Moving on to percutaneous decompression techniques for the discs, we can have decompression and we can have regeneration techniques for the discs. Specifically for the decompression techniques we can have thermal techniques using laser, continuous or pulsed radiofrequency and plasma energy ablation.

We can have mechanical decompression using a wide variety of devices and we can have chemical decompression by means of Discogel or ozone intradiscal injections. All these techniques, what they are actually based on is that fact that a intervertebral disc is a closed hydro-ablic space and when you are removing a small

part from the nucleus, you are actually causing a significant decrease in the intradiscal disc and this disc pressure actually is what makes the herniation move inwards. And we have these techniques from back in the 1940s. The indications for these kind of treatments

in the intervertebral discs include patients who are capable of providing consent with a symptomatic small to medium-sized herniation and when we are speaking about the size of the herniation, if you have a theoretical line between the facet joints, all herniations which do not cross this line,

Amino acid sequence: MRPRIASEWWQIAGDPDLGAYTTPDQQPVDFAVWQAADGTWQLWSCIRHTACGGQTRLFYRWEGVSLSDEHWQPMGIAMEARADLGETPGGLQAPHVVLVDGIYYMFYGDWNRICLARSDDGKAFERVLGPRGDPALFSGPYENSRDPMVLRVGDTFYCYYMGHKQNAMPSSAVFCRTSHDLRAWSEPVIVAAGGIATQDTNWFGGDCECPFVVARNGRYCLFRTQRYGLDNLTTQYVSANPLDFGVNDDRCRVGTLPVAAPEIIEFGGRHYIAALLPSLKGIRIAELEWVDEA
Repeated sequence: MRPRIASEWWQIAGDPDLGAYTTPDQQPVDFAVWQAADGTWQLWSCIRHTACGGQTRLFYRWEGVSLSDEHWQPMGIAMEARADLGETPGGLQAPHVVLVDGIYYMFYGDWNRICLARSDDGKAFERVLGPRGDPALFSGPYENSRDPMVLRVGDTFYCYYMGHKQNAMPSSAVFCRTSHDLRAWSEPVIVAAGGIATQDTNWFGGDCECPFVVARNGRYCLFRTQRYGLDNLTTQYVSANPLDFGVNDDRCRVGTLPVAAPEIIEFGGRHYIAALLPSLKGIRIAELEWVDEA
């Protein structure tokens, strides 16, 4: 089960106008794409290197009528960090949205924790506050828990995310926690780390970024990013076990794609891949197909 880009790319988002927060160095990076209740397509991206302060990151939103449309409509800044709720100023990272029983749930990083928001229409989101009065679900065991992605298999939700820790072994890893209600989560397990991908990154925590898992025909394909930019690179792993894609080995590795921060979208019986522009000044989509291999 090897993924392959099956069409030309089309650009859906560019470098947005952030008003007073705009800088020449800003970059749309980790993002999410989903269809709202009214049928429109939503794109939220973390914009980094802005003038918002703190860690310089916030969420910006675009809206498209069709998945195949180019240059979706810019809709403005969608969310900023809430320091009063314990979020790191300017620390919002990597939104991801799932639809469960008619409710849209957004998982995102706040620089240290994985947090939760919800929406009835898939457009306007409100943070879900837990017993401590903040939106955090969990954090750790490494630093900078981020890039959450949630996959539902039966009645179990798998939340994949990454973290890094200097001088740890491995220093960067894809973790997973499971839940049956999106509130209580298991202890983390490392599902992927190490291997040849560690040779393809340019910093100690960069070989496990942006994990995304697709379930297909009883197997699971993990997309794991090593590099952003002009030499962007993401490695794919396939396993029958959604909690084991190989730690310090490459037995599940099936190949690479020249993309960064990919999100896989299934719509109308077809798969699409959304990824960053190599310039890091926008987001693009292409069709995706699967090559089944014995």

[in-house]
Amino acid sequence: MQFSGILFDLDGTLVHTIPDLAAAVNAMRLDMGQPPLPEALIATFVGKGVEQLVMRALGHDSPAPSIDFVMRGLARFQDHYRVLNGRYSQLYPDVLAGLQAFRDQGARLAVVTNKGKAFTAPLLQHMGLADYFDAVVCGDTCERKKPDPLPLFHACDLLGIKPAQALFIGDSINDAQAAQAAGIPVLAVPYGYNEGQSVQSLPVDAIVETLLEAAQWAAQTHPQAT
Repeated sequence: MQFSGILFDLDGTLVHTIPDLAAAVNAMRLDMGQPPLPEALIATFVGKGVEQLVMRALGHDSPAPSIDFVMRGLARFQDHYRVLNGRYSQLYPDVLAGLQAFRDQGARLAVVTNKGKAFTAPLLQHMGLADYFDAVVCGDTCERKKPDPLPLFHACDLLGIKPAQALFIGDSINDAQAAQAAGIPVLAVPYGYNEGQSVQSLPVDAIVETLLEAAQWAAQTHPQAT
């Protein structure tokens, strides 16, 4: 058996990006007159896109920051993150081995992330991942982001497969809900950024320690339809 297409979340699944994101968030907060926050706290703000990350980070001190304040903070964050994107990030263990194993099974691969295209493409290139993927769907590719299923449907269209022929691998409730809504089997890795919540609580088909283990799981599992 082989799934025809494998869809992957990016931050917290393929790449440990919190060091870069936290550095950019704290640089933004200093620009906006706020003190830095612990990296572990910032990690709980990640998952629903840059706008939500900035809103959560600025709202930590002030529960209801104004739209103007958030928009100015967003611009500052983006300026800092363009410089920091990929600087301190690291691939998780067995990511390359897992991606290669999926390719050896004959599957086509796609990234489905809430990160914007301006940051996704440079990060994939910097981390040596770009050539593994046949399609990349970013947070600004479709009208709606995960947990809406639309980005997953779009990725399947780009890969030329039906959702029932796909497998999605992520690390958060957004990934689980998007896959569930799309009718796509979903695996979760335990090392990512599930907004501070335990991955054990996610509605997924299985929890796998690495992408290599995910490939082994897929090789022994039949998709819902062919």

they can be percutaneously treated. And when we are speaking about symptomatic cases, symptoms should be consistent with the segmental level where the herniation is located on the MR imaging. For example, if you have a left L4-L5 foraminal herniation, you are expecting the patient

to report a left L4 root neuralgia. Absolute contraindications include sphincter dysfunction, extreme sciatica and progressive neurologic deficit. And actually all these are indications for surgery. Additional absolute contraindications include sequestration or the presence

of asymptomatic herniation, local or systemic infection, spondylosthesis and stenosis of the vertebral canal, anticoagulants, coagulation disorders and the patient refusing to provide informed consent. Most of these techniques are performed under fluoroscopy so we (mumbles) projection with 45-degrees angulation

of the fluoroscopy beam and as far as the lumbar spine is concerned, we perform a direct posterior lateral (mumbles) in the disc. In the final position, we need to have the needle in the anterior third of the disc in the lateral projection towards the midline in the AP projection and you can see

how important the technologist is because we need to have good visualization of what we are doing. Once you are there, you have access to the disc and you can insert any kind of product that you are familiar with, starting from thermal, going to mechanical or chemical decompression.

The magic number for all these techniques concerning success rate is around 80%. The complication rate is very low, between 0.5%. What we do know so far from the literature is that there are no studies of evidence of superiority of one technique over the other.